When the fog is too thick for you to find your way around, your body knows where to go.
That might be a bit of a metaphorical exaggeration. Please bear with me as I unroll my thoughts:
Unfortunately, our area is currently experiencing dense smog from wildfires in this and other provinces of Canada. While we cannot really smell it (unlike yesterday, when the smell of a cold fire pit hung in the air), my chest felt heavy this morning, I felt reluctant to take a deep breath, and a headache was (and is) lingering. I pointed out to my daughter that there are people who spend their lives in conditions like this, where the air is polluted all the time. And how lucky we can be that this is only a temporary situation.
I also became aware how messages from my body – reluctant to take a deep breath – can be such a great guide, and how important it is consequently, to listen to somatic impressions.
As your coach with a strong affinity towards stewardship for our natural world I would ask you:
When do you feel your body telling you something you are not consciously aware of (yet)?
There is a very useful little exercise with which you can quickly gain (or regain) access to your somatic wisdom and your inner compass. Schreiben Sie mir if you are interested.
We live on the side of a beautiful creek. In the spring, the water level is fairly high and the current is fairly strong; strong enough so I can swim in it without moving in relation to the shore line. It is perfect: cool, refreshing, clean. The birds are singing, the mosquitoes cannot get to me, and all I see is nature.
I have a tendency to forget this beautiful setting, when the water level drops radically later in the season and the flow comes to a halt, until the creek is full of long algae. That is partially due to the fact that this creek drains from a lake that is dammed up so the people with cottages around it can enjoy the water all summer, when there is less water feeding the lake. I have a tendency to feel resentful about that. Gentrification of formerly pristine rural lands into cottage country for wealthy retirees is not something that I digest easily.
Today, however, when the temperature rose to 30 degrees, I hopped into the creek, and I was swimming against the current with my goggles on, exploring the underwater world (I tickled a mussel with my toe and it clammed up, I listened to some shore birds chirping, and I enjoyed the gentle flow of water against my front, when I stopped swimming and put my feet down), I realized how much I miss out on, when I am not living in the moment. So I did.
How have you lived in the moment today?
CCO – Cool Coaching Offers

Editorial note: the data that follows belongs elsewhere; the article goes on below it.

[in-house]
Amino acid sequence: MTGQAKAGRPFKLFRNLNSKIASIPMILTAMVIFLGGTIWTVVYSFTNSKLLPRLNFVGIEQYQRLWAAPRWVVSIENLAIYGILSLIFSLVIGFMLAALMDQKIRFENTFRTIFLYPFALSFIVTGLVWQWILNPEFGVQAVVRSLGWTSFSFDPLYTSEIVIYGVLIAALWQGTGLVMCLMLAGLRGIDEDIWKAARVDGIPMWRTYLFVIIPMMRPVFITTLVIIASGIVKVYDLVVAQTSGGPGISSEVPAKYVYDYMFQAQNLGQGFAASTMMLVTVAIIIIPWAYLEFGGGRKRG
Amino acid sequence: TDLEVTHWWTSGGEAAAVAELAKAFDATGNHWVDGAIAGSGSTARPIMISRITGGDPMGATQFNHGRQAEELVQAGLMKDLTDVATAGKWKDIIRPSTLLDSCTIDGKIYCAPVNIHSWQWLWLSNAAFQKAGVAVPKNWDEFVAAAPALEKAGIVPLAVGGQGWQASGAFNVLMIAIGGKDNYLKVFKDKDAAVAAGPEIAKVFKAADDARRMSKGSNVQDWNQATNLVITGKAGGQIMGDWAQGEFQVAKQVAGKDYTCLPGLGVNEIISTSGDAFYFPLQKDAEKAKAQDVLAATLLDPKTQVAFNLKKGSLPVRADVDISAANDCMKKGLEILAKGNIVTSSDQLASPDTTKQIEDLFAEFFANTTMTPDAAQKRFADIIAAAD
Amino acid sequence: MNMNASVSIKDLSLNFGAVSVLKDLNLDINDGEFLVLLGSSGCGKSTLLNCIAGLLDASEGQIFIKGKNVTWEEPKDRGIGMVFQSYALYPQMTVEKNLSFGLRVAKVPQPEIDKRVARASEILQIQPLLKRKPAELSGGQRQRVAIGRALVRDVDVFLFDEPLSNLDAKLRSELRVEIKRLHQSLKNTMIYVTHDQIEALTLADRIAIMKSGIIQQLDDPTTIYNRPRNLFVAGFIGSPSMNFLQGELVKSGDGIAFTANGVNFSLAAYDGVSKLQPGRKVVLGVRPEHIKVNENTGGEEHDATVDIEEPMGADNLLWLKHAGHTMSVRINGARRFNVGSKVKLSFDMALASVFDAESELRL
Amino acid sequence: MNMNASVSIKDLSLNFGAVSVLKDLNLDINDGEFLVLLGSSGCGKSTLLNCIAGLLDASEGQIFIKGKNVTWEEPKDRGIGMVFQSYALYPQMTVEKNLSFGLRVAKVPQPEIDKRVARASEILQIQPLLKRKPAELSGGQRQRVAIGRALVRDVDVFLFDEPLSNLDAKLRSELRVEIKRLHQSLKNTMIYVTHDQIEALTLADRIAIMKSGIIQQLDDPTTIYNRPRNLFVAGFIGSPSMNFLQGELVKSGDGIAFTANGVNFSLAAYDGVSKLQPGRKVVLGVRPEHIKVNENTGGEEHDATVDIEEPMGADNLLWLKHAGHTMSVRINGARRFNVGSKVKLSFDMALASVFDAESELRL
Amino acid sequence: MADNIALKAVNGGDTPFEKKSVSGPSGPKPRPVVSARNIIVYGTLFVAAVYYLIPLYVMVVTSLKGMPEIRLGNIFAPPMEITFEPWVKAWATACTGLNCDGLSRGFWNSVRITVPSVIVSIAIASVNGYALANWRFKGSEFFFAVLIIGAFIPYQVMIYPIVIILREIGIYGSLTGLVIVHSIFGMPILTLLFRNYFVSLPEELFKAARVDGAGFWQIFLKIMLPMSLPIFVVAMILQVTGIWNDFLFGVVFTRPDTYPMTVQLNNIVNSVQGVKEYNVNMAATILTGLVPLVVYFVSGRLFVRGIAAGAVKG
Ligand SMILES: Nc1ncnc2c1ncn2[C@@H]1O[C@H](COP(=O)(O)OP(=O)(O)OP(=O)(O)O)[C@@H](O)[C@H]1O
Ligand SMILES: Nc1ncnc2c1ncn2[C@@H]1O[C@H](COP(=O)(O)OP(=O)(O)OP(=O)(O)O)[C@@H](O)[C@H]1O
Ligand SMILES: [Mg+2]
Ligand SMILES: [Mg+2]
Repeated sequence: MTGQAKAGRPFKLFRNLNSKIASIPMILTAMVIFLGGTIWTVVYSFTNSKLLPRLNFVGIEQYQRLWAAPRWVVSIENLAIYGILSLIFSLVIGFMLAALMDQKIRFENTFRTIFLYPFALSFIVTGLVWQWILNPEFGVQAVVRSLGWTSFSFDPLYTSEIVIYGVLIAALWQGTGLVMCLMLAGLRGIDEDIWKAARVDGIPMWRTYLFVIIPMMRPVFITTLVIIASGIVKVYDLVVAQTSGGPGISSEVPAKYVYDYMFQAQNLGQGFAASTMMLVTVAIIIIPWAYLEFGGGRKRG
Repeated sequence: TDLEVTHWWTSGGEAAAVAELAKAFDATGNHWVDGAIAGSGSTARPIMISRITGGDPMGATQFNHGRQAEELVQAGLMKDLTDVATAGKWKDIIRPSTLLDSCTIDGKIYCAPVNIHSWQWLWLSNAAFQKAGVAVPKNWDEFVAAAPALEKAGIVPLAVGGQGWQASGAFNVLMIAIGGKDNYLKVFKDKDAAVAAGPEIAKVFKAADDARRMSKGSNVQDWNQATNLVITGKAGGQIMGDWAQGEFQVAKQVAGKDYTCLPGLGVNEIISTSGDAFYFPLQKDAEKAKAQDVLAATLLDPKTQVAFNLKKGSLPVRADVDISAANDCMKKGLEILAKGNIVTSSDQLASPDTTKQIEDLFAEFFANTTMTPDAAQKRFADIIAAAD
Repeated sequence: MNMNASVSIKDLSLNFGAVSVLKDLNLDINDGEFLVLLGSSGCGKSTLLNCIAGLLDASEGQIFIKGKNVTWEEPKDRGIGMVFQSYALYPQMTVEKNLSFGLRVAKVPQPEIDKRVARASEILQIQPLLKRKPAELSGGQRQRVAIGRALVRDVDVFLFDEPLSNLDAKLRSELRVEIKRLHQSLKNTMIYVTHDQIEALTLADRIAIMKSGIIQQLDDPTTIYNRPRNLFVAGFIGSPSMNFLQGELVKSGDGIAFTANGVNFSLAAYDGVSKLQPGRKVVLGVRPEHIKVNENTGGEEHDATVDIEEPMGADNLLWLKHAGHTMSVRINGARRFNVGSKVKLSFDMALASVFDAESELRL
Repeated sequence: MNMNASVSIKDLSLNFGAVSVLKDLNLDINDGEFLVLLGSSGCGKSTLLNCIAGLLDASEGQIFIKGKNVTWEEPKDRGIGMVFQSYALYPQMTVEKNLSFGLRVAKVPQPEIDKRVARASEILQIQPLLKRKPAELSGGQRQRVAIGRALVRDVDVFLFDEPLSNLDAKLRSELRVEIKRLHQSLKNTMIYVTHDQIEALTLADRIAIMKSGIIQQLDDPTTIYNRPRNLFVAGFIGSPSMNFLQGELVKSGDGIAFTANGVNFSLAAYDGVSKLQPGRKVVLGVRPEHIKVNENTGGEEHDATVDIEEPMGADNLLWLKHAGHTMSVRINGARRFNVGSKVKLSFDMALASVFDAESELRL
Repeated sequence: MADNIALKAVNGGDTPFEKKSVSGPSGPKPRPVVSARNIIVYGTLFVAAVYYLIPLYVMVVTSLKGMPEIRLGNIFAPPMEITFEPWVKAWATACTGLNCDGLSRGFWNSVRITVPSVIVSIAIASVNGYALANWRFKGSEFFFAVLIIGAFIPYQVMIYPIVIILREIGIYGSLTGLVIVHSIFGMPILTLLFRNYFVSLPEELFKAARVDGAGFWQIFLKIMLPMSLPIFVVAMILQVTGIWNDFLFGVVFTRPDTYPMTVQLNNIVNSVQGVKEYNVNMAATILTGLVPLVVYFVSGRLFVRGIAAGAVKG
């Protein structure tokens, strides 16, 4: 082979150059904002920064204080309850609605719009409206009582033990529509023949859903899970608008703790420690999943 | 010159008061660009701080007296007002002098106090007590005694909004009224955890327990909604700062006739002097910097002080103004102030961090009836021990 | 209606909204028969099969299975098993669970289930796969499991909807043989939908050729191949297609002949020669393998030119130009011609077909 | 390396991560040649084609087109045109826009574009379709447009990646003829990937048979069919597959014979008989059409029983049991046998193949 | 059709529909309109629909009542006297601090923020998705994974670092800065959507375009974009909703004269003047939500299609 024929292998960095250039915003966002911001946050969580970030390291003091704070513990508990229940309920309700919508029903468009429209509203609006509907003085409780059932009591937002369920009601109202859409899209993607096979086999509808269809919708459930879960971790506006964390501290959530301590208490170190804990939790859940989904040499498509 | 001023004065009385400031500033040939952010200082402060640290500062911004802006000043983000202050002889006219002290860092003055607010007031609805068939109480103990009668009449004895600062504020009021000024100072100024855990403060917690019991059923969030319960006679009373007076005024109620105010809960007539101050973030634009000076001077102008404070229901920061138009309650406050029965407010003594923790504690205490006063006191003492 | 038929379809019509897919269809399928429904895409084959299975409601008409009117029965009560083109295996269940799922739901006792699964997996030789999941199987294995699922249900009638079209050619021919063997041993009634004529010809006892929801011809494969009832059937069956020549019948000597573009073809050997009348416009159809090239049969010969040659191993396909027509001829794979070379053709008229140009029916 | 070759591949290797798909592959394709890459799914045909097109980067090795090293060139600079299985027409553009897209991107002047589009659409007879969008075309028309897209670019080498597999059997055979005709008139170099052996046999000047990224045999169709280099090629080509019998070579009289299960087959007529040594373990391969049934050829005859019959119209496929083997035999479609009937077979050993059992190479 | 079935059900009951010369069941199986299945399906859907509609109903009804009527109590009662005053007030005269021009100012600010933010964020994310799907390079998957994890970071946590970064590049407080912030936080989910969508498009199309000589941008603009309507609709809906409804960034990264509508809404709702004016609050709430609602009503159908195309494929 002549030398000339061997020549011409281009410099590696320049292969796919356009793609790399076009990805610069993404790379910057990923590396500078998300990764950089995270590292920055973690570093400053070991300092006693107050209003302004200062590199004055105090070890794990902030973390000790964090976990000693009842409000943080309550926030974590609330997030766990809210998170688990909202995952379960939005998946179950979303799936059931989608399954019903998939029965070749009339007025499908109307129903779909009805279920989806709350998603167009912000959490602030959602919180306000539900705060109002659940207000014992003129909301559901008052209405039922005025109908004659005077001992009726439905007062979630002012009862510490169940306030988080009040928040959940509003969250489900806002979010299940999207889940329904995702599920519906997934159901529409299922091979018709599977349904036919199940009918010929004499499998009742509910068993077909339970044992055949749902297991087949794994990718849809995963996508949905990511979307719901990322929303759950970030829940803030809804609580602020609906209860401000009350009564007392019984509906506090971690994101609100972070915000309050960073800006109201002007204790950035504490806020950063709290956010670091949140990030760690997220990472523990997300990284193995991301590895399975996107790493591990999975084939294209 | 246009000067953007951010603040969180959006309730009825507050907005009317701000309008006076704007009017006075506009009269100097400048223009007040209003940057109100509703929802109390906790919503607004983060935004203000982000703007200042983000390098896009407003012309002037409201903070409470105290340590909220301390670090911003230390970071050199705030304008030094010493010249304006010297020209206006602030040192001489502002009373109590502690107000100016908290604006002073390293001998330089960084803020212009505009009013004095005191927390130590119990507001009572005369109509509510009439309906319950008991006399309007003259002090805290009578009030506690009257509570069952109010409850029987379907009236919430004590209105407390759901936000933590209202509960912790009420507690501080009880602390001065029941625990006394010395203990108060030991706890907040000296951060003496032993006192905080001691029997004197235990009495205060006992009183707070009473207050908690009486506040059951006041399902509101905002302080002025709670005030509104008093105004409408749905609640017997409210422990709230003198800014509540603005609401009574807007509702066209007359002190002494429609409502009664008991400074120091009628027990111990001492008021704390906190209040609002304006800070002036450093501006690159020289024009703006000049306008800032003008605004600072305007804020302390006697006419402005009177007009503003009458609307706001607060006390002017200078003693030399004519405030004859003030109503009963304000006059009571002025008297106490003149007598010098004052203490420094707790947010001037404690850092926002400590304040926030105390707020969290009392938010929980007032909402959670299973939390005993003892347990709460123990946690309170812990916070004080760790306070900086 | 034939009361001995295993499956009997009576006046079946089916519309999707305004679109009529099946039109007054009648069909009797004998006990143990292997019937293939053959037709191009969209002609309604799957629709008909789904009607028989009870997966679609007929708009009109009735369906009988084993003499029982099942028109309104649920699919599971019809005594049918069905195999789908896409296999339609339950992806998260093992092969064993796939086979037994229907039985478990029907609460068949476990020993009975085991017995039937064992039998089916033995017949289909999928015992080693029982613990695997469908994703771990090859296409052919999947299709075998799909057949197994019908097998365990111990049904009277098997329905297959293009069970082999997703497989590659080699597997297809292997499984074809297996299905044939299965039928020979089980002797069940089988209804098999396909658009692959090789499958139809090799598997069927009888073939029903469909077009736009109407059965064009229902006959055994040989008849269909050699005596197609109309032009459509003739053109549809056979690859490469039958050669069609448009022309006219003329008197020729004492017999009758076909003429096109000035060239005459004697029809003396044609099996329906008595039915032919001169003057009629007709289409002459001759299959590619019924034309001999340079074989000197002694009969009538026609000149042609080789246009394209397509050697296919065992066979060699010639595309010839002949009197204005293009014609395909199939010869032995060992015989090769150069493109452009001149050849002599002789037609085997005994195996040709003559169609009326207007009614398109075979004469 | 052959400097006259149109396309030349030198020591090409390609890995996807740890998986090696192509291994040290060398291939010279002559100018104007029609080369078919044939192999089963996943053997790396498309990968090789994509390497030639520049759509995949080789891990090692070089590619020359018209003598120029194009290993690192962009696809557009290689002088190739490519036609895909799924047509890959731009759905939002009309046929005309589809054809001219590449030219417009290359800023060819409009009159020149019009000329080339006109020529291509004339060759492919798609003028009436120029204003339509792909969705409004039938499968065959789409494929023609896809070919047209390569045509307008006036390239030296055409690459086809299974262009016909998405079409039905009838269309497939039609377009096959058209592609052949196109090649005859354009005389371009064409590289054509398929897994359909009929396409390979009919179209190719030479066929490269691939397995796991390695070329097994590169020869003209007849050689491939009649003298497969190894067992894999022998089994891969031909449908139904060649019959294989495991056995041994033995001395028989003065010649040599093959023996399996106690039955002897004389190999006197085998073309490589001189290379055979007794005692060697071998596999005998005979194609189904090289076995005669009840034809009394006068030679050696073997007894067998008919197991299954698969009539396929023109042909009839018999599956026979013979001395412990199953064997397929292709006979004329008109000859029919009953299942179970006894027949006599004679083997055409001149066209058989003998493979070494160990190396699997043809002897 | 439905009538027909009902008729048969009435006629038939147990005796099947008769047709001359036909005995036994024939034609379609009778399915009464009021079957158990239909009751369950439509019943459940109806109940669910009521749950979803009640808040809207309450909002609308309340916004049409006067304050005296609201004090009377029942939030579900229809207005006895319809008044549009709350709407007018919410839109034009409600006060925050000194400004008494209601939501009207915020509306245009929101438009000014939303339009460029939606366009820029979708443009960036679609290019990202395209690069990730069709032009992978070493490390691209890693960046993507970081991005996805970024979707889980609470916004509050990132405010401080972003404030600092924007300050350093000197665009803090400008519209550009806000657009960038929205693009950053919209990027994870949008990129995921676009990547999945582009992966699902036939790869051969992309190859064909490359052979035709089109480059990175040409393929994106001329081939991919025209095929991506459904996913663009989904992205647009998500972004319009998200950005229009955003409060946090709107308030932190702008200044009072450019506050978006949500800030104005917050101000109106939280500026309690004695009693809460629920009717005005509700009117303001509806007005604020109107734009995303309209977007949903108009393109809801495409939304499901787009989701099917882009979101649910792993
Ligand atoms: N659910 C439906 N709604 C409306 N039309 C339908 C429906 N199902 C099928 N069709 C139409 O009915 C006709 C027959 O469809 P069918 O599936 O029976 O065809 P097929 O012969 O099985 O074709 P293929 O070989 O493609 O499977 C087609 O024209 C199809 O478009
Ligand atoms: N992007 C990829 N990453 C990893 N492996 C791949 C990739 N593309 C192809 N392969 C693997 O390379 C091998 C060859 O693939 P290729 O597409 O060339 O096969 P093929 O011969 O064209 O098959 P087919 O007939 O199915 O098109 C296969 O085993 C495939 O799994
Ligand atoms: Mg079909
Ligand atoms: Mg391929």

By the way, I am offering a few really cool things in my coaching services: A 6-week program to help people gain clarity about their life purpose (direct link coming soon!), and an 8-week program that builds serious mental muscles. Both have helped me and brave souls around me who jumped into the adventure with me. Feel free to schedule a nonbinding discovery call to talk about your journey.
I have good news and a reality check. Let me tell you a story, and you can see if you can find the good news! If you are lucky, your body was naturally fit in your younger years. For example, you could eat whatever you wanted without gaining any weight, for example, and you were naturally fit, even if you did not work out a lot.
If you are anything like me, now that you are older, you are putting on weight much more easily, and to stay physically in shape takes time and dedication. Again, if you are lucky, you love healthy food, which can give you an advantage with regards to healthy eating habits. Me, I love crunchy vegetables and any kind of fruit. So now that we are older, we come to realize how important healthy nutrition and exercise are in maintaining a healthy body.
The same principles – although less visible – apply to our mental health and fitness. The mental challenges of more mature humans are versatile, but there might be a midlife crisis, overwhelm with the responsibilities of life, and possibly some first signs of an aging body. To put up with those challenges and maintain a healthy disposition, one needs to exercise the mind just like the body.
Today I would like you to meet our dog Danica. Danica is an English Shepherd, and she is 6 months old. She has been with us since September, and she is in training to become a Service Dog, assisting me in my coaching. What Danica (along with so many of her fellow canines) brings into the world is her playful, gentle nature, and her ability to live in the moment, while never wasting time with grudges.
Danica loves to play with her Frisbee and with sticks of all kinds.
Danica’s question for you: When was the last time you petted a dog?
The snow is crunching under my feet. I breathe in while I take two steps. I breathe out while I take the next two steps. My mind chatters. I think: “In” (and take two steps), “out” (and take two steps). I let go of the thoughts that want to bubble up. “In…. out” (crunch, crunch, crunch, crunch).
Manuela Zeitlhofer | Mental Fitness and Nature Coach
I use pictures in coaching to evoke reflection, inspiration, and associations.